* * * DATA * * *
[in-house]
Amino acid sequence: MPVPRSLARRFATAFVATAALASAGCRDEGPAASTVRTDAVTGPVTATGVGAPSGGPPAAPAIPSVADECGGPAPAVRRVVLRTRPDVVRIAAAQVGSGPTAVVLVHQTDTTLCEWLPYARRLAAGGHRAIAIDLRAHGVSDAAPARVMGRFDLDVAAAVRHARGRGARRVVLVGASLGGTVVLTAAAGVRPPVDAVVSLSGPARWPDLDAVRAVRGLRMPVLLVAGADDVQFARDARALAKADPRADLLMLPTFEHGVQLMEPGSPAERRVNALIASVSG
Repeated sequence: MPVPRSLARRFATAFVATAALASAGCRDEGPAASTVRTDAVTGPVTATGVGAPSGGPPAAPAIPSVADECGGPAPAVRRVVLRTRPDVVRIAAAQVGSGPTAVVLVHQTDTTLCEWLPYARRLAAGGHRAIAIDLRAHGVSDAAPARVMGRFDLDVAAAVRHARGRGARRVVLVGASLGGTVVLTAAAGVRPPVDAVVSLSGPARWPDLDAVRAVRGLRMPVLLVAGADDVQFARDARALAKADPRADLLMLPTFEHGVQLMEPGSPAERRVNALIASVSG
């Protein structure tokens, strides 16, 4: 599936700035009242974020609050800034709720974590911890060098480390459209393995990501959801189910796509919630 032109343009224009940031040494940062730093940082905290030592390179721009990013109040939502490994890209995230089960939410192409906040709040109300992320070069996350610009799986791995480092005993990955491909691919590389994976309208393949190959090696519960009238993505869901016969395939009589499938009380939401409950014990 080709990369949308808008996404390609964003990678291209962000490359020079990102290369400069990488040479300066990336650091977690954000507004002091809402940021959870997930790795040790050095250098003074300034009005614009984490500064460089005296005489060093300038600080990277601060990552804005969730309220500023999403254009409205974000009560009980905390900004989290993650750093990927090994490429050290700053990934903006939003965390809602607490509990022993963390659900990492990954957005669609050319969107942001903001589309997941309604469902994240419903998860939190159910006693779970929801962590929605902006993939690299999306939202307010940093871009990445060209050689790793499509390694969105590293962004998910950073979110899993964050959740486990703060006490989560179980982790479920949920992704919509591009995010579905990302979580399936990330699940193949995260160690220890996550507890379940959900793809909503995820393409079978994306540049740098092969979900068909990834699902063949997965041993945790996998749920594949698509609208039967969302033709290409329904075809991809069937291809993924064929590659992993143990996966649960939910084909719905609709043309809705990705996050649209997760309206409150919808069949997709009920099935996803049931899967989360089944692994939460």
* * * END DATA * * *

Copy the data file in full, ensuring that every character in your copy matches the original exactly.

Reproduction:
[in-house]
Amino acid sequence: MPVPRSLARRFATAFVATAALASAGCRDEGPAASTVRTDAVTGPVTATGVGAPSGGPPAAPAIPSVADECGGPAPAVRRVVLRTRPDVVRIAAAQVGSGPTAVVLVHQTDTTLCEWLPYARRLAAGGHRAIAIDLRAHGVSDAAPARVMGRFDLDVAAAVRHARGRGARRVVLVGASLGGTVVLTAAAGVRPPVDAVVSLSGPARWPDLDAVRAVRGLRMPVLLVAGADDVQFARDARALAKADPRADLLMLPTFEHGVQLMEPGSPAERRVNALIASVSG
Repeated sequence: MPVPRSLARRFATAFVATAALASAGCRDEGPAASTVRTDAVTGPVTATGVGAPSGGPPAAPAIPSVADECGGPAPAVRRVVLRTRPDVVRIAAAQVGSGPTAVVLVHQTDTTLCEWLPYARRLAAGGHRAIAIDLRAHGVSDAAPARVMGRFDLDVAAAVRHARGRGARRVVLVGASLGGTVVLTAAAGVRPPVDAVVSLSGPARWPDLDAVRAVRGLRMPVLLVAGADDVQFARDARALAKADPRADLLMLPTFEHGVQLMEPGSPAERRVNALIASVSG
């Protein structure tokens, strides 16, 4: 599936700035009242974020609050800034709720974590911890060098480390459209393995990501959801189910796509919630 032109343009224009940031040494940062730093940082905290030592390179721009990013109040939502490994890209995230089960939410192409906040709040109300992320070069996350610009799986791995480092005993990955491909691919590389994976309208393949190959090696519960009238993505869901016969395939009589499938009380939401409950014990 080709990369949308808008996404390609964003990678291209962000490359020079990102290369400069990488040479300066990336650091977690954000507004002091809402940021959870997930790795040790050095250098003074300034009005614009984490500064460089005296005489060093300038600080990277601060990552804005969730309220500023999403254009409205974000009560009980905390900004989290993650750093990927090994490429050290700053990934903006939003965390809602607490509990022993963390659900990492990954957005669609050319969107942001903001589309997941309604469902994240419903998860939190159910006693779970929801962590929605902006993939690299999306939202307010940093871009990445060209050689790793499509390694969105590293962004998910950073979110899993964050959740486990703060006490989560179980982790479920949920992704919509591009995010579905990302979580399936990330699940193949995260160690220890996550507890379940959900793809909503995820393409079978994306540049740098092969979900068909990834699902063949997965041993945790996998749920594949698509609208039967969302033709290409329904075809991809069937291809993924064929590659992993143990996966649960939910084909719905609709043309809705990705996050649209997760309206409150919808069949997709009920099935996803049931899967989360089944692994939460």